Figure 16 – U.S. Small Reversed Sharply in the 2nd Half of March; Value Outperformed Growth
After lagging throughout much of the 1st quarter, defensive sectors such as Utilities, Consumer Staples, and Real Estate were among the top-performing sectors alongside traditional cyclicals such as Industrials and Materials (despite negative commodity returns) while traditional growth sectors (Technology, Healthcare, Consumer, Communication Services) lagged along with Energy. However, all sectors generated positive returns in March (Figure 17).
Figure 17 – Defensive Sectors and Traditional Cyclical Sectors Outperformed Growth Oriented Sectors and Energy
The strong performance of Utilities helped propel the High Dividend Factor as the top-performing factor in March alongside Value and High Quality while Momentum underperformed (Figure 18) after having led throughout most of the month. Value and High Quality outperformed High Dividend and Min Vol, both likely hurt by higher interest rates.
Figure 18 – High Dividend, Value, and High Quality Outperform While Momentum Lagged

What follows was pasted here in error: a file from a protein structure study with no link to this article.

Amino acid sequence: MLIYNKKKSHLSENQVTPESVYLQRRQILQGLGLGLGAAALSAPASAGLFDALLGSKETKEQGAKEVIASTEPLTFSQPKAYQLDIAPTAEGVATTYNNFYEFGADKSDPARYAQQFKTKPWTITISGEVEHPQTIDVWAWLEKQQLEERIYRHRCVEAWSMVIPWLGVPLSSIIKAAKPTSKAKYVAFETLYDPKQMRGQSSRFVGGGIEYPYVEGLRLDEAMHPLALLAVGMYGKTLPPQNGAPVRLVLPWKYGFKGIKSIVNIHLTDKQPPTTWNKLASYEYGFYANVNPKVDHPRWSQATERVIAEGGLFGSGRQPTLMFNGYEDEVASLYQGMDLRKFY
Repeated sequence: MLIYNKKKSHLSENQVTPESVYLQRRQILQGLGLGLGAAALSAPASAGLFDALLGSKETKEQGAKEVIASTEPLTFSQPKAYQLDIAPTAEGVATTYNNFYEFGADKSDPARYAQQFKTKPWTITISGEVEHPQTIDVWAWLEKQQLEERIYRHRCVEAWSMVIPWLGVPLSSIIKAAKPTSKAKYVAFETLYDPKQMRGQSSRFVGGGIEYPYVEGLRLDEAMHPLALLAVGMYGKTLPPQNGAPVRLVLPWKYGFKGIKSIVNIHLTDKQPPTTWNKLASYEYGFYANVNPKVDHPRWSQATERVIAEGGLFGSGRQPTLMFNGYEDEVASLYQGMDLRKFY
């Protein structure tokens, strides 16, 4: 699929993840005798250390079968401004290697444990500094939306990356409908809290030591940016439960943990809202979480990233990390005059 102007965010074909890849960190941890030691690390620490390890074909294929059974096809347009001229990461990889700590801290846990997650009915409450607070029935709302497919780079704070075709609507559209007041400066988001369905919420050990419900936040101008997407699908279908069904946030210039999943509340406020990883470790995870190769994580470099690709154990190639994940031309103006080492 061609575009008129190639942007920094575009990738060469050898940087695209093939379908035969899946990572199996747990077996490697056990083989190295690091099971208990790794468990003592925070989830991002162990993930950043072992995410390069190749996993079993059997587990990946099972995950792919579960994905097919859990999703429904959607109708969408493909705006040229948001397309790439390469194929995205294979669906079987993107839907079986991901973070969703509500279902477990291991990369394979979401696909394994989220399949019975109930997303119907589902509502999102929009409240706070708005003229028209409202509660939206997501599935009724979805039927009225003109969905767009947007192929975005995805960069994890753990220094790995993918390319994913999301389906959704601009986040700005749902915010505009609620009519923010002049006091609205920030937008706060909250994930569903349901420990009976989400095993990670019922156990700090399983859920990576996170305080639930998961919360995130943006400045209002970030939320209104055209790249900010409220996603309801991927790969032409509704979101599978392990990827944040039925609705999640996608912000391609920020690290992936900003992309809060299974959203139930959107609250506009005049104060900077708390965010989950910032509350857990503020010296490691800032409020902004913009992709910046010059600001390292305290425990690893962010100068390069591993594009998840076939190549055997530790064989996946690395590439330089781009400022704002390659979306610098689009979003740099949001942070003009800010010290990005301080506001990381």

As interest rates rose to a post-pandemic high, investment grade fixed income posted another monthly loss despite corporate and mortgage-backed spreads holding steady. The Bloomberg/Barclays US Aggregate Bond Index dropped 1.2% mainly due to a rise in interest rates as the 2-10 year term structure steepened and inflation expectations priced into TIPS vs nominal Treasury yields rose to post-pandemic high. However, U.S. high yield continued to enjoy moderate gains as high yield spreads remain below 3% and are near multi-decade lows. The Bloomberg/Barclays US High Yield Index returned 0.1% as tighter credit spreads helped offset the effects of higher interest rates. Foreign currency and emerging market debt underperformed due to a combination of higher interest rates and a stronger U.S. dollar.
Figure 18 – Higher Inflation Expectations Priced into the Bond Market Via a Steepening Yield Curve and Rising Breakeven Rates Between TIPS vs Nominal Treasuries
Figure 19 – US High Yield Outperforms Other Fixed Income Sectors
Within equity alternatives (Figure 20), Commodities took a breather following strong performance through February, dropping 2.2%, while Precious Metals (primarily gold) dropped 1.7% as the safe-haven demand for gold diminishes in the face of pandemic recovery. The Dow Jones REIT Index outperformed the broader U.S. market, returning 5.5% as higher yield equities performed well in March.
Figure 20 – Commodities Took a Breather in March While REITS Performed Well
1st Quarter 2020 Charts and Exhibits